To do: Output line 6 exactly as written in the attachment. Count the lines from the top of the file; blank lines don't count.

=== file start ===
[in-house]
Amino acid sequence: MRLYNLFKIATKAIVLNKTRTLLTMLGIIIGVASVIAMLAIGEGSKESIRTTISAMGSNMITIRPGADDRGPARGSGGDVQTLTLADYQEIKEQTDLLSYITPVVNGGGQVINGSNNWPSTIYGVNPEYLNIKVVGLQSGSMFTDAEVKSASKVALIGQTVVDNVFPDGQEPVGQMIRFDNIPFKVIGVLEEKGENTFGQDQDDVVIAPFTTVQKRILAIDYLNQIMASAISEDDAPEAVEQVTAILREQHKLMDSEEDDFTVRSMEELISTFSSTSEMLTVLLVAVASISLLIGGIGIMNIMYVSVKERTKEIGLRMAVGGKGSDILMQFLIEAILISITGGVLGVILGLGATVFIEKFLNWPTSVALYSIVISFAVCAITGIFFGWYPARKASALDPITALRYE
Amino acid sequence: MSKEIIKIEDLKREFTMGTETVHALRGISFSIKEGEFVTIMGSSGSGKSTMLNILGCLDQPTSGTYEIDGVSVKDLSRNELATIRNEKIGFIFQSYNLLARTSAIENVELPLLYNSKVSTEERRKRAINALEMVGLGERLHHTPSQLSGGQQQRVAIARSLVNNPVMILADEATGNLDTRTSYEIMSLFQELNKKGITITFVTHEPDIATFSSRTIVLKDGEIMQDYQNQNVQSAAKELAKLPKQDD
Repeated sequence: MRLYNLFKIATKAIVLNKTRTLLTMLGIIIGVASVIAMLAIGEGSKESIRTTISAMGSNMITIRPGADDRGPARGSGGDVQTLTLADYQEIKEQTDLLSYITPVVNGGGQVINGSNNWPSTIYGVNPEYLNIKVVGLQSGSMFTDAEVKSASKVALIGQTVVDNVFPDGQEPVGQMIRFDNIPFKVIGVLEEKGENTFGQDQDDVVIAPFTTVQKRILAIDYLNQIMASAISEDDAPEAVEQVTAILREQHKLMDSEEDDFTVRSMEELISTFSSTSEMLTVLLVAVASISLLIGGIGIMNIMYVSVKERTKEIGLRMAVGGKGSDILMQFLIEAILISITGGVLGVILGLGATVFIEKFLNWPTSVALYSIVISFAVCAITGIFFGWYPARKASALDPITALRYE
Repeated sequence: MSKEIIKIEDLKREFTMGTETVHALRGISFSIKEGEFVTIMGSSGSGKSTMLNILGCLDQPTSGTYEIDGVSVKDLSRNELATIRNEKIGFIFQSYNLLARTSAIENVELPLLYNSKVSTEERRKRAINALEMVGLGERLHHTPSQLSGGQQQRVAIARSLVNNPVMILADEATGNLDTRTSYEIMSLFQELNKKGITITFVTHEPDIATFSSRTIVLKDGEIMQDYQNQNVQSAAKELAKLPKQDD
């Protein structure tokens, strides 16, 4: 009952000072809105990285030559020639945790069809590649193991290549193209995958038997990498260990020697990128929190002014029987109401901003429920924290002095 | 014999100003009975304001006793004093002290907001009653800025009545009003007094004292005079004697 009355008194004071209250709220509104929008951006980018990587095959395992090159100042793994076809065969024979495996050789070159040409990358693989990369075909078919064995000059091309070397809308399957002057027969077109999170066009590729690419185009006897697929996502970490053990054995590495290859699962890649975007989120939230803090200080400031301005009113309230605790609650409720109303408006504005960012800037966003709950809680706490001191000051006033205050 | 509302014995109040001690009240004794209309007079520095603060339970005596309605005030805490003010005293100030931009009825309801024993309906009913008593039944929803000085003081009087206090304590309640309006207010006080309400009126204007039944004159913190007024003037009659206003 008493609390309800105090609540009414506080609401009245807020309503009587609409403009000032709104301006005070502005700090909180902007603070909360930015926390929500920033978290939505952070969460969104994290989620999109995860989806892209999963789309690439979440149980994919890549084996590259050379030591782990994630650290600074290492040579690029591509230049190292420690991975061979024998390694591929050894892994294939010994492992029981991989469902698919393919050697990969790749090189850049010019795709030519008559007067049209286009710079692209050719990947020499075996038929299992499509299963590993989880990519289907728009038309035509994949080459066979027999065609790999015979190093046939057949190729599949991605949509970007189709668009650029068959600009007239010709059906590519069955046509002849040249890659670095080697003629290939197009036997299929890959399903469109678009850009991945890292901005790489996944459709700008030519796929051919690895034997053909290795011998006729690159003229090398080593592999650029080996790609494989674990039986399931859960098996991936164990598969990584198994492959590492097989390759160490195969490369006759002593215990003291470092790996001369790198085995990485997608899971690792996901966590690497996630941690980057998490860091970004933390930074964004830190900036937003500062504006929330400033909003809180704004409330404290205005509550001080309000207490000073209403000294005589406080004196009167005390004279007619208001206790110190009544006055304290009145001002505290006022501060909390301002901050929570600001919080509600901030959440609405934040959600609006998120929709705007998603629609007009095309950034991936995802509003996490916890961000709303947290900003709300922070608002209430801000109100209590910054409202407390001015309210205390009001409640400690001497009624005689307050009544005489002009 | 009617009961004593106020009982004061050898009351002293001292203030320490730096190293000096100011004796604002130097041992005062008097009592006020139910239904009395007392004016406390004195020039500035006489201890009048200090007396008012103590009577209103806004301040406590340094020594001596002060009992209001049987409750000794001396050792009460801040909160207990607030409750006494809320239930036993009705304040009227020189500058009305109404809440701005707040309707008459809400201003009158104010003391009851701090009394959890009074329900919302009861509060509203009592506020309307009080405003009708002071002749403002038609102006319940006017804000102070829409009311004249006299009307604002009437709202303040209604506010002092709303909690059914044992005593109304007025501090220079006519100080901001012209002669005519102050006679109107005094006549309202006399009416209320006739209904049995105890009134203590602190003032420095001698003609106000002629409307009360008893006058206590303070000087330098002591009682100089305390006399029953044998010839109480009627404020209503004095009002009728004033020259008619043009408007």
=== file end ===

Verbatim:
């Protein structure tokens, strides 16, 4: 009952000072809105990285030559020639945790069809590649193991290549193209995958038997990498260990020697990128929190002014029987109401901003429920924290002095 | 014999100003009975304001006793004093002290907001009653800025009545009003007094004292005079004697 009355008194004071209250709220509104929008951006980018990587095959395992090159100042793994076809065969024979495996050789070159040409990358693989990369075909078919064995000059091309070397809308399957002057027969077109999170066009590729690419185009006897697929996502970490053990054995590495290859699962890649975007989120939230803090200080400031301005009113309230605790609650409720109303408006504005960012800037966003709950809680706490001191000051006033205050 | 509302014995109040001690009240004794209309007079520095603060339970005596309605005030805490003010005293100030931009009825309801024993309906009913008593039944929803000085003081009087206090304590309640309006207010006080309400009126204007039944004159913190007024003037009659206003 008493609390309800105090609540009414506080609401009245807020309503009587609409403009000032709104301006005070502005700090909180902007603070909360930015926390929500920033978290939505952070969460969104994290989620999109995860989806892209999963789309690439979440149980994919890549084996590259050379030591782990994630650290600074290492040579690029591509230049190292420690991975061979024998390694591929050894892994294939010994492992029981991989469902698919393919050697990969790749090189850049010019795709030519008559007067049209286009710079692209050719990947020499075996038929299992499509299963590993989880990519289907728009038309035509994949080459066979027999065609790999015979190093046939057949190729599949991605949509970007189709668009650029068959600009007239010709059906590519069955046509002849040249890659670095080697003629290939197009036997299929890959399903469109678009850009991945890292901005790489996944459709700008030519796929051919690895034997053909290795011998006729690159003229090398080593592999650029080996790609494989674990039986399931859960098996991936164990598969990584198994492959590492097989390759160490195969490369006759002593215990003291470092790996001369790198085995990485997608899971690792996901966590690497996630941690980057998490860091970004933390930074964004830190900036937003500062504006929330400033909003809180704004409330404290205005509550001080309000207490000073209403000294005589406080004196009167005390004279007619208001206790110190009544006055304290009145001002505290006022501060909390301002901050929570600001919080509600901030959440609405934040959600609006998120929709705007998603629609007009095309950034991936995802509003996490916890961000709303947290900003709300922070608002209430801000109100209590910054409202407390001015309210205390009001409640400690001497009624005689307050009544005489002009 | 009617009961004593106020009982004061050898009351002293001292203030320490730096190293000096100011004796604002130097041992005062008097009592006020139910239904009395007392004016406390004195020039500035006489201890009048200090007396008012103590009577209103806004301040406590340094020594001596002060009992209001049987409750000794001396050792009460801040909160207990607030409750006494809320239930036993009705304040009227020189500058009305109404809440701005707040309707008459809400201003009158104010003391009851701090009394959890009074329900919302009861509060509203009592506020309307009080405003009708002071002749403002038609102006319940006017804000102070829409009311004249006299009307604002009437709202303040209604506010002092709303909690059914044992005593109304007025501090220079006519100080901001012209002669005519102050006679109107005094006549309202006399009416209320006739209904049995105890009134203590602190003032420095001698003609106000002629409307009360008893006058206590303070000087330098002591009682100089305390006399029953044998010839109480009627404020209503004095009002009728004033020259008619043009408007």